Thursday, July 28, 2005

IRA Calls It Quits

After the 1916 Rising, the Republic of Ireland finally won its freedom from England in 1918. The political party Sinn Fein had as much to do with its freedom as the revolution did, voting in the English Parliament to cede from England. There was one notable exception in 1921: a 5500-mile stretch at the northern tip of Ireland, already more industrialized than its southern neighbor. At the time, the populace of Northern Ireland was largely made up of British loyalists (Protestants) with very few Irish Republicans (Catholics) living there.

The religious associations between the two groups became a litmus test for political affiliation. If one was Catholic, then one was treated as a rebel. Incidents of British brutality and negligence in certain Catholic neighborhoods were commonly reported. Thus, the Irish Republican Army was formed to protect those Catholic citizens from their Protestant neighbors.

In 1969, the Catholic minority staged a series of civil rights marches intent on securing fair allocation of public housing and fair employment practices. After many Protestant anti-protests ignited violence, the British Army was sent in as a neutral force to protect the Catholic protesters from the Protestant mobs and paramilitary. The violence, despite British forces, spiraled out of control, and marked the suspension of Northern Ireland's Parliament.

This consummated in 1972's Bloody Sunday where 12 unarmed men and boys were killed and 14 others wounded when British forces laid siege to a peaceful Civil Rights rally in Derry, Northern Ireland. It was this fateful event that marked the spike in the IRA's recruitment and its increased role in the Northern Ireland resistance movement.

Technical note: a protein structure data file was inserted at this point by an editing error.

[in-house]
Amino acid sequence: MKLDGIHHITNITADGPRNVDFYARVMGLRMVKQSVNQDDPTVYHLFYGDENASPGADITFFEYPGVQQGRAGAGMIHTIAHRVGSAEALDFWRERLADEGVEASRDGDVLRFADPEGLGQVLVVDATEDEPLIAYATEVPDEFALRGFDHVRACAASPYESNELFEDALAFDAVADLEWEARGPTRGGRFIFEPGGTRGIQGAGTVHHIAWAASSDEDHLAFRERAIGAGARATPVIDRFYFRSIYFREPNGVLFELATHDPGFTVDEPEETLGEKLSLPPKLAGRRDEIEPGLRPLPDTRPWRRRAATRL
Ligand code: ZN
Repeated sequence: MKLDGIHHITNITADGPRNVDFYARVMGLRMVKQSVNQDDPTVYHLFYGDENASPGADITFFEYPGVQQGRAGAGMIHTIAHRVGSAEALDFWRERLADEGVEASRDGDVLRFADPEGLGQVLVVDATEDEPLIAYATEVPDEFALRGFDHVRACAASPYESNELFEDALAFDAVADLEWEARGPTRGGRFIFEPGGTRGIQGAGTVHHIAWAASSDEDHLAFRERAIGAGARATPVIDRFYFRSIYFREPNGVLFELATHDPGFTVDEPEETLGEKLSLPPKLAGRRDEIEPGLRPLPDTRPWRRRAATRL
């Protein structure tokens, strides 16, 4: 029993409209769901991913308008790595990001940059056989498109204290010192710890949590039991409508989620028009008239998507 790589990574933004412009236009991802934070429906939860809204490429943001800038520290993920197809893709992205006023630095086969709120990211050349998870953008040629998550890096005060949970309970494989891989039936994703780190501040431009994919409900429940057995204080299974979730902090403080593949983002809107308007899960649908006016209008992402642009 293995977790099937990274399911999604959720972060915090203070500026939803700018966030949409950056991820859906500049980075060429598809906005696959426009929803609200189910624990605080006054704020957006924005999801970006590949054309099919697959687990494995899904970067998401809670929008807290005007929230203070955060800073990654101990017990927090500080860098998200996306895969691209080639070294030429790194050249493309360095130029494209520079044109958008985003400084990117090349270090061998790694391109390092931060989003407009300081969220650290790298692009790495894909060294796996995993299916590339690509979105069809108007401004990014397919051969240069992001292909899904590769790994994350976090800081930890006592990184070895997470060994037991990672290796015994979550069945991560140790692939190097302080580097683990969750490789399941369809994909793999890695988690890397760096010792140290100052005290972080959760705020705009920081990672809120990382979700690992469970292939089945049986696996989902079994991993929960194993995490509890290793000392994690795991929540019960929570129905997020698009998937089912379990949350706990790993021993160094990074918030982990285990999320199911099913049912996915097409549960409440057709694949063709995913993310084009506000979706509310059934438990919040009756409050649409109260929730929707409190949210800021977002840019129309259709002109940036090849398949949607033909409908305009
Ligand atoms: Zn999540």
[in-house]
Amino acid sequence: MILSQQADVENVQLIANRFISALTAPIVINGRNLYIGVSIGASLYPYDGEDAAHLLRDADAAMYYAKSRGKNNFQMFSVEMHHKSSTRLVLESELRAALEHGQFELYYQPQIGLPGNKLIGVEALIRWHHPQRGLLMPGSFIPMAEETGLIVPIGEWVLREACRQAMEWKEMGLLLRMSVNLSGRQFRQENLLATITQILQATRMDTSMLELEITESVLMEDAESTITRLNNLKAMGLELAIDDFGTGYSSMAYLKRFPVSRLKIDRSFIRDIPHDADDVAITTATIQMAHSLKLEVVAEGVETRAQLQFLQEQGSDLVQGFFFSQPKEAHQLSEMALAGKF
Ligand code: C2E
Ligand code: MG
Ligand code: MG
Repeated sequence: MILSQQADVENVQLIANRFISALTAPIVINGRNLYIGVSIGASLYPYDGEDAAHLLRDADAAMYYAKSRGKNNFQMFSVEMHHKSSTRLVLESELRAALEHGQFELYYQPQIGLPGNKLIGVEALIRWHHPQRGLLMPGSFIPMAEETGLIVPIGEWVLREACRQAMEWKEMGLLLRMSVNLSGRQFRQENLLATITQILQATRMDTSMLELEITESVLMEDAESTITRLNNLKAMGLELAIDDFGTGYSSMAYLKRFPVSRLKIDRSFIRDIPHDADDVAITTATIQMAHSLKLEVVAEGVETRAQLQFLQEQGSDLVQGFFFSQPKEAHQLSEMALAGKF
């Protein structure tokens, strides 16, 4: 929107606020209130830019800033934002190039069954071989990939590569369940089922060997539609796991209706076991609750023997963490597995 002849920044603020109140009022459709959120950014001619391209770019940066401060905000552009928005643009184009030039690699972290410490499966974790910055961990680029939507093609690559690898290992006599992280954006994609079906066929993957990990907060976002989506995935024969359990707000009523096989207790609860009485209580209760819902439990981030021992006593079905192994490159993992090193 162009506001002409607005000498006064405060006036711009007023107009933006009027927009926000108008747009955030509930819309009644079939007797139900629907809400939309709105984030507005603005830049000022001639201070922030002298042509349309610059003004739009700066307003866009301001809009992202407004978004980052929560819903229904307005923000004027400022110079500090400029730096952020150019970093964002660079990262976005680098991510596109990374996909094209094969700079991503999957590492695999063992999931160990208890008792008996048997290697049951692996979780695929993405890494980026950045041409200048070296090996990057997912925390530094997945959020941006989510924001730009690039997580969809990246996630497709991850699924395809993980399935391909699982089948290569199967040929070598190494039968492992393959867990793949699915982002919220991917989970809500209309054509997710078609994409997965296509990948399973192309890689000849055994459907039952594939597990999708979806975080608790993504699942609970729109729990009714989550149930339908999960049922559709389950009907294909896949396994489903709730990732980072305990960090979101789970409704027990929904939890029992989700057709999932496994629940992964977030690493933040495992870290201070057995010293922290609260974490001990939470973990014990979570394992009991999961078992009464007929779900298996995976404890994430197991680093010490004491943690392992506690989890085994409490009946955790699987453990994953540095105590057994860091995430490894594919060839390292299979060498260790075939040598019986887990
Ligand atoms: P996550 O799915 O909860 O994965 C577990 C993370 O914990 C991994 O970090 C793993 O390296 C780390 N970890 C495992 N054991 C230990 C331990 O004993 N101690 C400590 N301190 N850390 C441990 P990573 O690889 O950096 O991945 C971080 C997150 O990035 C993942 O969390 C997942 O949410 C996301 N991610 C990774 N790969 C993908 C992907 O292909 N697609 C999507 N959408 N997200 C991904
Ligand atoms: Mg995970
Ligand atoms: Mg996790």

Blood Sunday

The violence that ignited both Northern Ireland and England finally paused in 1998, when the "Good Friday" peace accord was signed by the IRA, Protestant paramilitary leaders and the Irish and English governments. Thus, only the political party Sinn Fein remained in pursuit of a unified Ireland, constantly denying its one-time association with the violent IRA.

Now, today marks the IRA announcement that it will end its violent campaign entirely:
The leadership of Oglaigh na hEireann has formally ordered an end to the armed campaign.

This will take effect from 4pm this afternoon.

All IRA units have been ordered to dump arms.

All Volunteers have been instructed to assist the development of purely political and democratic programmes through exclusively peaceful means.

Volunteers must not engage in any other activities whatsoever.
This painfully slow process towards peace in Northern Ireland seems to have been embraced fully by even its most radical elements. Whether it was simply the wearisome strife and destruction since 1972 that ate away at the incessant violence or the new violence in London and the terrorist threat at large that woke the IRA up, there is for a time peace.

And that for now, may be all that matters.

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